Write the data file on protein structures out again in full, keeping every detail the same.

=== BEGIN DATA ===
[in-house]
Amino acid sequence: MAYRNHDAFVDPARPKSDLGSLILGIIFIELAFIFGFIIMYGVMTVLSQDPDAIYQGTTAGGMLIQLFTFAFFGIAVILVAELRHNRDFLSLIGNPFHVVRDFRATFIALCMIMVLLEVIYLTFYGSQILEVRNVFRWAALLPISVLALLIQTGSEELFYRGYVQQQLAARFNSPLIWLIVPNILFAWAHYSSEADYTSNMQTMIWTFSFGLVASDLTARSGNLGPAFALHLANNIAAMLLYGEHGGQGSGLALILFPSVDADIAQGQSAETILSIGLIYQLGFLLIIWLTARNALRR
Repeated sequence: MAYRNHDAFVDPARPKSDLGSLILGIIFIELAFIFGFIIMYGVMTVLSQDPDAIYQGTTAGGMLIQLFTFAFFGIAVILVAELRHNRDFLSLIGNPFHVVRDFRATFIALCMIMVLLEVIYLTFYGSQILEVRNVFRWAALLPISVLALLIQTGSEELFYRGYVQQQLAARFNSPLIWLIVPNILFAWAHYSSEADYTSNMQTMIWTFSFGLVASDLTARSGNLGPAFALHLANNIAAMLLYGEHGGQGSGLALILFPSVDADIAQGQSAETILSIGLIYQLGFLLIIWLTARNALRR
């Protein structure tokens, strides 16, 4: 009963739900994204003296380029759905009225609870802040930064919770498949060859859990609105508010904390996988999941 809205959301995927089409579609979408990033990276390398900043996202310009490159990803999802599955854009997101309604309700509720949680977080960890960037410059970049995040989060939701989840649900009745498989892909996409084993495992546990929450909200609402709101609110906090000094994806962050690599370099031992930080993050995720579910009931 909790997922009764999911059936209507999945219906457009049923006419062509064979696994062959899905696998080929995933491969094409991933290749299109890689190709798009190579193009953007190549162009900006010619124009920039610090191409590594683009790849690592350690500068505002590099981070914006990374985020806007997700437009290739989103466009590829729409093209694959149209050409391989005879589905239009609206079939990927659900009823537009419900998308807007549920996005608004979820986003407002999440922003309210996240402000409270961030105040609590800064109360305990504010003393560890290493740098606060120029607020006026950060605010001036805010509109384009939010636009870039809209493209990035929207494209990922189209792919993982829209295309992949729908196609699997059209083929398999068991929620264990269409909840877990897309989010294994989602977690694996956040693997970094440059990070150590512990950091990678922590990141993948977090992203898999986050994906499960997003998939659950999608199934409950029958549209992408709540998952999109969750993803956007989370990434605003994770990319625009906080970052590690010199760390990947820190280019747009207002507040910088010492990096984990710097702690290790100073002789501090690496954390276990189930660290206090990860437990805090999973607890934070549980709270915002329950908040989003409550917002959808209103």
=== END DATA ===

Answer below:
[in-house]
Amino acid sequence: MAYRNHDAFVDPARPKSDLGSLILGIIFIELAFIFGFIIMYGVMTVLSQDPDAIYQGTTAGGMLIQLFTFAFFGIAVILVAELRHNRDFLSLIGNPFHVVRDFRATFIALCMIMVLLEVIYLTFYGSQILEVRNVFRWAALLPISVLALLIQTGSEELFYRGYVQQQLAARFNSPLIWLIVPNILFAWAHYSSEADYTSNMQTMIWTFSFGLVASDLTARSGNLGPAFALHLANNIAAMLLYGEHGGQGSGLALILFPSVDADIAQGQSAETILSIGLIYQLGFLLIIWLTARNALRR
Repeated sequence: MAYRNHDAFVDPARPKSDLGSLILGIIFIELAFIFGFIIMYGVMTVLSQDPDAIYQGTTAGGMLIQLFTFAFFGIAVILVAELRHNRDFLSLIGNPFHVVRDFRATFIALCMIMVLLEVIYLTFYGSQILEVRNVFRWAALLPISVLALLIQTGSEELFYRGYVQQQLAARFNSPLIWLIVPNILFAWAHYSSEADYTSNMQTMIWTFSFGLVASDLTARSGNLGPAFALHLANNIAAMLLYGEHGGQGSGLALILFPSVDADIAQGQSAETILSIGLIYQLGFLLIIWLTARNALRR
């Protein structure tokens, strides 16, 4: 009963739900994204003296380029759905009225609870802040930064919770498949060859859990609105508010904390996988999941 809205959301995927089409579609979408990033990276390398900043996202310009490159990803999802599955854009997101309604309700509720949680977080960890960037410059970049995040989060939701989840649900009745498989892909996409084993495992546990929450909200609402709101609110906090000094994806962050690599370099031992930080993050995720579910009931 909790997922009764999911059936209507999945219906457009049923006419062509064979696994062959899905696998080929995933491969094409991933290749299109890689190709798009190579193009953007190549162009900006010619124009920039610090191409590594683009790849690592350690500068505002590099981070914006990374985020806007997700437009290739989103466009590829729409093209694959149209050409391989005879589905239009609206079939990927659900009823537009419900998308807007549920996005608004979820986003407002999440922003309210996240402000409270961030105040609590800064109360305990504010003393560890290493740098606060120029607020006026950060605010001036805010509109384009939010636009870039809209493209990035929207494209990922189209792919993982829209295309992949729908196609699997059209083929398999068991929620264990269409909840877990897309989010294994989602977690694996956040693997970094440059990070150590512990950091990678922590990141993948977090992203898999986050994906499960997003998939659950999608199934409950029958549209992408709540998952999109969750993803956007989370990434605003994770990319625009906080970052590690010199760390990947820190280019747009207002507040910088010492990096984990710097702690290790100073002789501090690496954390276990189930660290206090990860437990805090999973607890934070549980709270915002329950908040989003409550917002959808209103």